Ali Qapu – Part 2Mohammad
The royal staircase, added during the rule of Shah Abbas II, is 1.4 m wide and has 118 steps; this staircase was used during the monarch’s public receptions. The first two floors of the present structure totally lack the ornamentation because little has survived the vandalism of visitors to the palace immediately after the Islamic Revolution. Only a pattern of the fine curtains – the conspicuous feature of all Safavid palaces – is discernible on the dados. However, visitors might try to imagine how beautiful the palace was when the niches of its walls were filled with china and porcelain wares (indispensable features of the interior decor during the Safavid period). when each room had a fireplace, and when the windows were curtained with heavy cloths to prevent cold air from penetrating the palace.
Another flight of stairs brings the visitor to the veranda, definitely one of the main highlights of Ali Qapu. Apart from its beauty. it offers a superb view of the city, including the best vista of the Royal Mosque. The veranda is 28 m long. 16 m wide. and about 12 m high. Its wooden ceiling. which is gilded and painted, is divided into rectangles as if to mirror the pool underneath. It is supported by eighteen slender columns with elaborately carved capitals. The columns are organized in three rows, each with six columns. Each pillar is cut from a single trunk of a plane tree. During the Safavid period, the pillars were sheathed in mirrors to give the impression that the roof was floating in the air. During the last restorations, the columns were reinforced with metal rods and clamps. A remarkable pool in the middle of the veranda is faced with copper plates and has a fountain. During the Safavid festivities, the pool was filled with water. which was raised here by means of hydraulic machines if for some reason, the pumping system failed, the water was brought here by a bucket-wheel).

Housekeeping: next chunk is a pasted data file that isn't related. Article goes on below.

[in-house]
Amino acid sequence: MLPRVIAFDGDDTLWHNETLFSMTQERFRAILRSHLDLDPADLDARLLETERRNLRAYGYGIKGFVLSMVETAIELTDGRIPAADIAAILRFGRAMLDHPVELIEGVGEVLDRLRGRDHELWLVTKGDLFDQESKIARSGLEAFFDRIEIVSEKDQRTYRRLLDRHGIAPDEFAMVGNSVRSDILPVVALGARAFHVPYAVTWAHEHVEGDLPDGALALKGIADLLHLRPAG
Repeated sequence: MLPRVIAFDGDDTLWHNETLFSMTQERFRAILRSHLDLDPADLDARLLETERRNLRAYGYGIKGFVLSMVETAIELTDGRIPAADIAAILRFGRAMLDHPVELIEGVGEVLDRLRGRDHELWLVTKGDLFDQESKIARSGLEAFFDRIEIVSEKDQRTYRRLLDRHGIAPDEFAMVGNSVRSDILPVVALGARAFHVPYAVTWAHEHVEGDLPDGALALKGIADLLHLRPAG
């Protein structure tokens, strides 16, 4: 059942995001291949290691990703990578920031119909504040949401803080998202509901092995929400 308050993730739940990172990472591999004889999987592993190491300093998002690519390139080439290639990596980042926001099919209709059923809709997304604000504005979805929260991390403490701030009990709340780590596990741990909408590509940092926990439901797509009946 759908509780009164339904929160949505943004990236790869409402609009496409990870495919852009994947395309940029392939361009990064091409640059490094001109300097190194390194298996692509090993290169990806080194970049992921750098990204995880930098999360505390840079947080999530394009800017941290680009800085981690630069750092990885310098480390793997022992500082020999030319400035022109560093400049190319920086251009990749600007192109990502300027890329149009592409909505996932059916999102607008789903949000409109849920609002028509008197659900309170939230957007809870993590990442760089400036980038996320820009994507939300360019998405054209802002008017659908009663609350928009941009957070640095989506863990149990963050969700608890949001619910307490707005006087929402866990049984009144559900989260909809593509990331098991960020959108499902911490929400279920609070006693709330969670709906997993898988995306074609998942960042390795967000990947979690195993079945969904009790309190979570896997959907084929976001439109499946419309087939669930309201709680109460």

From the veranda – often shut off at the sides by sumptuous curtains – the Safavid kings and their foreign guests used to watch the polo games. fireworks, and the military shows going on in the square below. Just above the entrance to the veranda. the only original window that has survived in the palace exhibits very attractive fretwork.
Leading away from the veranda is the Throne Hall 4, the most sumptuously decorated room of the building. The paintings, executed by Reza Abbasi and his skilled students, are magnificent, particu-lady on the ceiling. where brilliantly plumed birds are depicted. Some of the European-style miniatures here (unfortunately, they have been badly damaged) are attributed to Sir Robert Shirley. an English freelance diplomat in the service of Shah Abbas J.
The upper story of the palace is occupied by the Music Chamber 5, What makes this hall particularly remarkable is the amazing stuccowork aimed to enliven the area and perhaps even to enhance the acoustics of the room. The walls of this hall are lined with a partition-wall of plaster curiously pierced (as if fret-sawed) in the shapes of common utensils – dishes. Plates, bottles and flasks. The small ceiling cupolas, the keystones of the vault that separate them, and the pendentives that connect them to the walls have been pierced in the same manner. The Music Chamber reminds one of the Mausoleum of Sheikh Safi al-Din in Ardabil. However, if in Ardabil the plaster niches served as shelves for chinaware, the hollow plasterwork in the Music Chamber was made to created echoes for the musical instruments, thus improving the acoustics.
The balconies in the corners of the Music Chamber were occupied by the musicians who performed music for royal guests. Whereas most of Ali Qapu’s decorations have been badly mutilated, the balconies, which were inaccessible to barbarous hands, have preserved their remarkable paintings completely intact.
The building was slightly remodeled during the reign of Shah Sultan Hossein Safavid. In the late 19th century, most of the building’s remarkable decorations were puttied with a layer of plaster. Fortunately, the restorers uncovered the original, painted layer of the surfaces and were able to repair the decorations, at least on the building’s upper floors. However, though largely stripped of its embellishments, Ali Qapu is still one of the most charming of all the city’s architectural treasures.